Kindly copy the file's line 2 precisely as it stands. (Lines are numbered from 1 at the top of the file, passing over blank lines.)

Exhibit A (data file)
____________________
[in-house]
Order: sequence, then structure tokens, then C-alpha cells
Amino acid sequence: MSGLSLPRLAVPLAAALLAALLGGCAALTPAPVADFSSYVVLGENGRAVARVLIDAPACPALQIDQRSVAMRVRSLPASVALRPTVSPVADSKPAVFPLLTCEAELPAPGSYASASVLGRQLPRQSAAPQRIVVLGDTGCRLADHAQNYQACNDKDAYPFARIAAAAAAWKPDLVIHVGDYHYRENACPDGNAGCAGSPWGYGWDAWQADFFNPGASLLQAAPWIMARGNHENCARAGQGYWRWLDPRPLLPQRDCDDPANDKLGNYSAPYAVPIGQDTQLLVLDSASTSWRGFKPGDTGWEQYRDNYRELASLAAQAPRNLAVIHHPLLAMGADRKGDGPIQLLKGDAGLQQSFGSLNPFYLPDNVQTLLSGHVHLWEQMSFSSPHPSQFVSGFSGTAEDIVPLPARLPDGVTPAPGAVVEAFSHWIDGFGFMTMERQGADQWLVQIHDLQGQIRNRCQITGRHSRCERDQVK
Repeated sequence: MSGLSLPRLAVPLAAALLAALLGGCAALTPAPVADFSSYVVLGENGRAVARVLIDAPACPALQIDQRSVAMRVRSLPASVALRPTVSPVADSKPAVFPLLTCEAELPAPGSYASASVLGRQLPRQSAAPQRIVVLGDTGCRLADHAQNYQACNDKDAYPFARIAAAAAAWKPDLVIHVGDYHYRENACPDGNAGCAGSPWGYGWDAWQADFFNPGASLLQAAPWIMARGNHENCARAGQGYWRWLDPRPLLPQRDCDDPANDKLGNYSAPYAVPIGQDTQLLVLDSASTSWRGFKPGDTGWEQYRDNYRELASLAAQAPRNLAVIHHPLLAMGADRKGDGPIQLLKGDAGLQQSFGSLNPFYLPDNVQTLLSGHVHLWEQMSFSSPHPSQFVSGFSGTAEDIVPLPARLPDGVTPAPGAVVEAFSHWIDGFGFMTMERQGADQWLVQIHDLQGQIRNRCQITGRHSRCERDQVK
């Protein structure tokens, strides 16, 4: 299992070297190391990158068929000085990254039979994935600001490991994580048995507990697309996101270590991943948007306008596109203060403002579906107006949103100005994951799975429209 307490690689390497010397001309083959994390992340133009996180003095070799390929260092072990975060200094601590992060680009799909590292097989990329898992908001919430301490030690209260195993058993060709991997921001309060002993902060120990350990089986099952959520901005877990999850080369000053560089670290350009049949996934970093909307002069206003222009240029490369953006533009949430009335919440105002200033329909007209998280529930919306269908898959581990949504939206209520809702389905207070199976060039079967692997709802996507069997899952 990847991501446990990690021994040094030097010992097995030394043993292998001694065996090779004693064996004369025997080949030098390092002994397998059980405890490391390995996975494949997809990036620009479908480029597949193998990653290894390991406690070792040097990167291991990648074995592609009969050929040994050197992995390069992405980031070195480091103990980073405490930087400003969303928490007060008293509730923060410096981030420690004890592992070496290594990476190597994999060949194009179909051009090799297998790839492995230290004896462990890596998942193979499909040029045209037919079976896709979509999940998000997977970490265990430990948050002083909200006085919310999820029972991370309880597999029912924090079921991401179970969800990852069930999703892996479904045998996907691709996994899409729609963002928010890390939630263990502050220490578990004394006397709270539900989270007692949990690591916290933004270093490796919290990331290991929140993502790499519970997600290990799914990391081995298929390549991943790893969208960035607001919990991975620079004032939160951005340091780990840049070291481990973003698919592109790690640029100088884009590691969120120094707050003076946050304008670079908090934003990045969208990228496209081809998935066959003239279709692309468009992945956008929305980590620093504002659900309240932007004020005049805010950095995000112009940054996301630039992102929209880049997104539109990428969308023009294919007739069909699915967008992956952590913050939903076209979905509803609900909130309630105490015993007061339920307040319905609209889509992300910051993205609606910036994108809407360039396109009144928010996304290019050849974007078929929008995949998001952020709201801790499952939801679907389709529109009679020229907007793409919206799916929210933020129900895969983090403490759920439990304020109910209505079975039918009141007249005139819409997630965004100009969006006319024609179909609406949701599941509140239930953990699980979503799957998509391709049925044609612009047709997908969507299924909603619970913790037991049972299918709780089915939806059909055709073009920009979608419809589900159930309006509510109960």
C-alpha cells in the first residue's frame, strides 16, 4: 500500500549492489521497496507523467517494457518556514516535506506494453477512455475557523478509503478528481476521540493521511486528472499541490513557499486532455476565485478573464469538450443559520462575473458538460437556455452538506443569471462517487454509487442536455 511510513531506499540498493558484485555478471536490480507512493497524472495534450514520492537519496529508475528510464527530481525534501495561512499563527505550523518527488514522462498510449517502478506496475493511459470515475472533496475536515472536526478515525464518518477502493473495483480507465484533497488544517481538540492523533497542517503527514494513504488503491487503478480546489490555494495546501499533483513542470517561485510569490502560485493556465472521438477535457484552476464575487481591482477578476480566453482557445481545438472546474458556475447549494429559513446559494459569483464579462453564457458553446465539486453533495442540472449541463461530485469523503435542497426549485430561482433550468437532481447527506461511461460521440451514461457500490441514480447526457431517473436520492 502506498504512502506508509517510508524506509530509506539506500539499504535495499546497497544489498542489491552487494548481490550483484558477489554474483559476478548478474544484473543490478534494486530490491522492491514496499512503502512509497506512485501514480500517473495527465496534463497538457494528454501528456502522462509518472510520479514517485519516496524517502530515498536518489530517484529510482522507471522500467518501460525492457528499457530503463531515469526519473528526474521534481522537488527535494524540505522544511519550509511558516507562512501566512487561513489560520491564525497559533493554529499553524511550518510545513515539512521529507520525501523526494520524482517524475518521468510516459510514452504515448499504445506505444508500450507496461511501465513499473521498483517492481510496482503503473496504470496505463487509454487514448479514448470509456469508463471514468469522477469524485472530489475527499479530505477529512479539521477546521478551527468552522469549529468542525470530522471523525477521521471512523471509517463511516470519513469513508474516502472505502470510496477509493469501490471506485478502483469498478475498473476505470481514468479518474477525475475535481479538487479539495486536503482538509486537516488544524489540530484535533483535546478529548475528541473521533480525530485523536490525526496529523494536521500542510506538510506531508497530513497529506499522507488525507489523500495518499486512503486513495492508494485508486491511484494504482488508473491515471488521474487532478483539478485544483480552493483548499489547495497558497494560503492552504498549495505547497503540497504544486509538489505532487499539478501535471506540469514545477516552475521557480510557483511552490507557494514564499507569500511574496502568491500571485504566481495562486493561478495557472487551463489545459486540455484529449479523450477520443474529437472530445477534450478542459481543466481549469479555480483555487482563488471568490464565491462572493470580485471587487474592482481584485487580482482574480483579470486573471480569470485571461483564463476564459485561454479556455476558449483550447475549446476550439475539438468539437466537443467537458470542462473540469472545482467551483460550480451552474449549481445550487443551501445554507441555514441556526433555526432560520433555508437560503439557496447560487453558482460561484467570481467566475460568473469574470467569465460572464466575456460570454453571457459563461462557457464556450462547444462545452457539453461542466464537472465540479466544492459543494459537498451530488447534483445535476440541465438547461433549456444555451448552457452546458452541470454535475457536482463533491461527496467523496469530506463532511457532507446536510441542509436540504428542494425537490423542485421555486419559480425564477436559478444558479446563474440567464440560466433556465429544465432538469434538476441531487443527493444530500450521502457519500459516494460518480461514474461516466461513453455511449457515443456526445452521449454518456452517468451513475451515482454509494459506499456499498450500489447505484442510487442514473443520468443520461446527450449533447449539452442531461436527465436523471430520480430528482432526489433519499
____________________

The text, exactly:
Order: sequence, then structure tokens, then C-alpha cells